Marital asset dissipation occurs when one spouse has spent, given away or otherwise mismanaged the property that should have been subject to equitable distribution. This commonly takes the form of spending marital funds for the benefit of paramours, by indulging in gambling or generally wasting marital property.
If you have grounds to believe that your spouse has been dissipating assets, you may apply for an injunction to freeze his assets. Do note that an injunction is not easily obtained and you need to have good evidence to support your assertion that your spouse is dissipating assets to exclude them from the pool of matrimonial assets. Mere suspicion is not enough.
If you successfully prove that your spouse had not made full and frank disclosure of all his/her matrimonial assets, the court will draw an adverse inference against your spouse. Typically, the court may order your spouse to receive a lower proportion of the known assets when it divides the matrimonial property.
In the 2011 High Court case of Ng Ah Yiew v Goh Chai Seng, the wife managed to produce 22 different financial statements belonging to her husband. These statements revealed numerous assets amounting to over $4 million which her husband had failed to disclose.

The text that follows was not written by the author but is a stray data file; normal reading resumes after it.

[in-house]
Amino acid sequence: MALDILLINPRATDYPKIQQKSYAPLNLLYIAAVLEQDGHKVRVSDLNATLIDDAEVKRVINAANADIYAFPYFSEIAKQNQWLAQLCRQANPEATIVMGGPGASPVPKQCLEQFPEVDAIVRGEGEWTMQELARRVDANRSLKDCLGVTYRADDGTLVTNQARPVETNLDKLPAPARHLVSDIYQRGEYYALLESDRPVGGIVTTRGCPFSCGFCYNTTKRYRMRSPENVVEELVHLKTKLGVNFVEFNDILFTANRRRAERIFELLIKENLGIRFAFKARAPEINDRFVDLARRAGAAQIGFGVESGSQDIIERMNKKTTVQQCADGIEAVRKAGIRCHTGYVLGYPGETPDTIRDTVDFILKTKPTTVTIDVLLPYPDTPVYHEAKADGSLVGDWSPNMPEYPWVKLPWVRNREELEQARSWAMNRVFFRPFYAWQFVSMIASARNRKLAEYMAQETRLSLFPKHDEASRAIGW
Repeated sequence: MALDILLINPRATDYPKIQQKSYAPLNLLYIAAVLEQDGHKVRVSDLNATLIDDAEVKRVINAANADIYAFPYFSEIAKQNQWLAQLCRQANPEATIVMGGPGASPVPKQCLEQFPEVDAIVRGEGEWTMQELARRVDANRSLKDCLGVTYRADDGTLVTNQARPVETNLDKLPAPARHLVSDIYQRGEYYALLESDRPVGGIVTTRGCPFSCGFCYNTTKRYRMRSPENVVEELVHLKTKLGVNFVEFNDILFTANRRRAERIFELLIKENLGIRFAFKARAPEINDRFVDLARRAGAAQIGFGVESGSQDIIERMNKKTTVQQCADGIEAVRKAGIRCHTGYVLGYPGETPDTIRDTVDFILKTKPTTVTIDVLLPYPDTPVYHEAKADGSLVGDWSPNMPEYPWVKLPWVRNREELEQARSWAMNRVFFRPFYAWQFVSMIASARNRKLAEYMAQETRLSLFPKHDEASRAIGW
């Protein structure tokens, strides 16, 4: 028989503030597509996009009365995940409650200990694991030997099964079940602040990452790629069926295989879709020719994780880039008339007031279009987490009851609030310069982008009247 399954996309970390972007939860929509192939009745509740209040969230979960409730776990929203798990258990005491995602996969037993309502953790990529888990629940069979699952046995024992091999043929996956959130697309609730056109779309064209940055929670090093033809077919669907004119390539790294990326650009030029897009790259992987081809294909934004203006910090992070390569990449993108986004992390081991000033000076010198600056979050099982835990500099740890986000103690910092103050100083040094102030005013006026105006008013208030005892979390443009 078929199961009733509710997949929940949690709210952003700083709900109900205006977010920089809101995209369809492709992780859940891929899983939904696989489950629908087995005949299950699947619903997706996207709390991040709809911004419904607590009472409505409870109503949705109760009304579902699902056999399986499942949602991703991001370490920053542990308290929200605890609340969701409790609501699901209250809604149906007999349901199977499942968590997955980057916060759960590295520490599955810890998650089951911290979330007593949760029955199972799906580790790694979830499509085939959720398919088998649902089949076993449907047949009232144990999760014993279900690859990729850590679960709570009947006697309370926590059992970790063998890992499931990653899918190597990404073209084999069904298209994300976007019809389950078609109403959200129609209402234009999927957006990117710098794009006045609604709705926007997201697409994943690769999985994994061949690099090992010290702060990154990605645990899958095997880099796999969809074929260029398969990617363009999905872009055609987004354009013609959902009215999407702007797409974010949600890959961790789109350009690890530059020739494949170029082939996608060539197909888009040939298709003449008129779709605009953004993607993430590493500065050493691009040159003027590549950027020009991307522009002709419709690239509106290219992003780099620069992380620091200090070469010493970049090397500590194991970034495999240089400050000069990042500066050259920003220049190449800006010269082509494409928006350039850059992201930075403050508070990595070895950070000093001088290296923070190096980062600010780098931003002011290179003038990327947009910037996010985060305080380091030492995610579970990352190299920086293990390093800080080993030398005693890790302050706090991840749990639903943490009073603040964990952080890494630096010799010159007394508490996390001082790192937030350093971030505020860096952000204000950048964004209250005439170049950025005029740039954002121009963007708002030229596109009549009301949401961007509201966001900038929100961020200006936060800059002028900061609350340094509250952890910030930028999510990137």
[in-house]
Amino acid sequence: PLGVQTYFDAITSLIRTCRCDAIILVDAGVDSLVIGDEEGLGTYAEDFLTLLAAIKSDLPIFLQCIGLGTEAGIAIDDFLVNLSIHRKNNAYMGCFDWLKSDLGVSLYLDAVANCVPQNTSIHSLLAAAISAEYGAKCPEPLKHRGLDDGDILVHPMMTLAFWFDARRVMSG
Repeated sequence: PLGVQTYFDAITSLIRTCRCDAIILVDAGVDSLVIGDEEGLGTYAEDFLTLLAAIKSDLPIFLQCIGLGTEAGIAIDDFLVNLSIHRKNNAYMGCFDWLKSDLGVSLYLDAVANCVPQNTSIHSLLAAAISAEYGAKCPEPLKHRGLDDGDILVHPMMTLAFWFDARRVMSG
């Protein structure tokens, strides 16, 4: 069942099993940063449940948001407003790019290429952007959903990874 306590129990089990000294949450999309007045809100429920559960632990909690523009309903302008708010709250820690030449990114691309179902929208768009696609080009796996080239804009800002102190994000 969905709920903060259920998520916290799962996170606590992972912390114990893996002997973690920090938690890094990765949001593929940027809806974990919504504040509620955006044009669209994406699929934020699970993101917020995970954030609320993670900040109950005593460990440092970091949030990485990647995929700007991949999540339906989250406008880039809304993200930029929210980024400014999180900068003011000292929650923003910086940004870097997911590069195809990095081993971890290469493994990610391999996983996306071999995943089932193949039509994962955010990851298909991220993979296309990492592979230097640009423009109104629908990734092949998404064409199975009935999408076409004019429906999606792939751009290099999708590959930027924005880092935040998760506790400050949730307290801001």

In the circumstances, the court concluded that the wife should be entitled to proportion of those hidden assets. The husband was also ordered to receive a lower proportion of the known assets.
Finding assets or proving unreported income is often one of the most difficult issues in a divorce.
If you and your spouse are divorcing but you suspect that your spouse is hiding assets from you, you are advised to engage a lawyer. Your lawyer will be in a better position to advise you on your position and the steps to take to better ensure a just and equitable division of the matrimonial assets in your marriage.
ABOUT THE AUTHOR
Mr Lim Chong Boon is Head of Family Law at PKWA LAW, one of Singapore’s largest family law firms. His team of family lawyers are consistently recognised as leading family lawyers.